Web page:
I pretty much understand what you are saying.

So therefore it is ok (teriffic) to have HIGH gearing in a high yield business, as long as you pull the plug and cash in your chips way before anybody but you smells a rat on the horizon..? :rolleyes:

That's true, but you need to balance risk with reward.

Don't bet with money you can't afford to lose.

That's one of the key problems with the current housing boom. Many people who have bought to let only see the upside. If you own houses outright, you will not be ruined by a housing crash. However, those who have borrowed heavily to fund their investments could find themselves turned from property millionaires into bankrupts.

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Thanks guys!

I pretty much understand what you are saying.

So therefore it is ok (teriffic) to have HIGH gearing in a high yield business, as long as you pull the plug and cash in your chips way before anybody but you smells a rat on the horizon..? :rolleyes:

The trouble with gearing is that it increases volatility.

With low gearing comes low volatility, as we had in the mid nineties.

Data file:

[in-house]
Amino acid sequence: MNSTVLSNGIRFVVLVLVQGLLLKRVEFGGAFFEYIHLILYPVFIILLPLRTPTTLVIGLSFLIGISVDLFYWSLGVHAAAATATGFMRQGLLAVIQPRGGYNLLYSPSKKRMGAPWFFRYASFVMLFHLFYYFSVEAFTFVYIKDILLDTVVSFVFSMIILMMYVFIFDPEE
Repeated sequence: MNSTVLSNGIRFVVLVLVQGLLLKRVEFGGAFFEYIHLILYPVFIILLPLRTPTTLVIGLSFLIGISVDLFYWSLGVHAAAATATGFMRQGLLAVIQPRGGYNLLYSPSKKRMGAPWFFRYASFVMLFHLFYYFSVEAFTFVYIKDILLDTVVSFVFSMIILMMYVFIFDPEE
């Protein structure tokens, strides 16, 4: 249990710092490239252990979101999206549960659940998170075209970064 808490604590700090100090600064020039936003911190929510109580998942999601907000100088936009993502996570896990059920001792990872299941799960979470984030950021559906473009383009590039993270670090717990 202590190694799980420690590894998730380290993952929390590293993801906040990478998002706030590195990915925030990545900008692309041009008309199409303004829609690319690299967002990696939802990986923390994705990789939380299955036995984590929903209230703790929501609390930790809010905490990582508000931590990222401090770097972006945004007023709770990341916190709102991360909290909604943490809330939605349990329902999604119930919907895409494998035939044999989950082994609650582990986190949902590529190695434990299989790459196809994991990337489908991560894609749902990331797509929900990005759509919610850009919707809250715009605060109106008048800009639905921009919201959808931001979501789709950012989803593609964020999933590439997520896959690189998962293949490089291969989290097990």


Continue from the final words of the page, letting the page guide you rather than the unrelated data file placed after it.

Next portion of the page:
If your deposit is 25% you are limiting your upside, but it's safer.

Price movements are more subdued.

Now with prices so high, people who buy are committed to high gearing (say 90%+), and prices can jump very quickly, as we have seen.

But similarly smaller price falls will cause greater losses.

Hence the bigger the boom, the bigger the bust.

It's a force of nature, nothing Gordon Brown can change.

He may as well change gravity.

And people are seriously over-geared in this property market.

That's one of the reasons I think the "different this time" argument is such complete and utter rubbish.

Edited by BandWagon

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I have a simple rule.

I dont borrow money to buy a depreciating asset.

But almost everybody does it with cars.

Now people are doing it with houses, but they don't know it yet, by the time they find out it will be to late to get out, and boy it's gonna hurt.

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Since you mention it, quote from the front page of today's FT:

As Warren Buffet once said, when you combine ignorance with leverage you get some pretty interesting results (John Plender)

One of you lot might want that for your footer thingy.

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  • 338 Brexit, House prices and Summer 2020

    1. 1. Including the effects Brexit, where do you think average UK house prices will be relative to now in June 2020?


      • down 5% +
      • down 2.5%
      • Even
      • up 2.5%
      • up 5%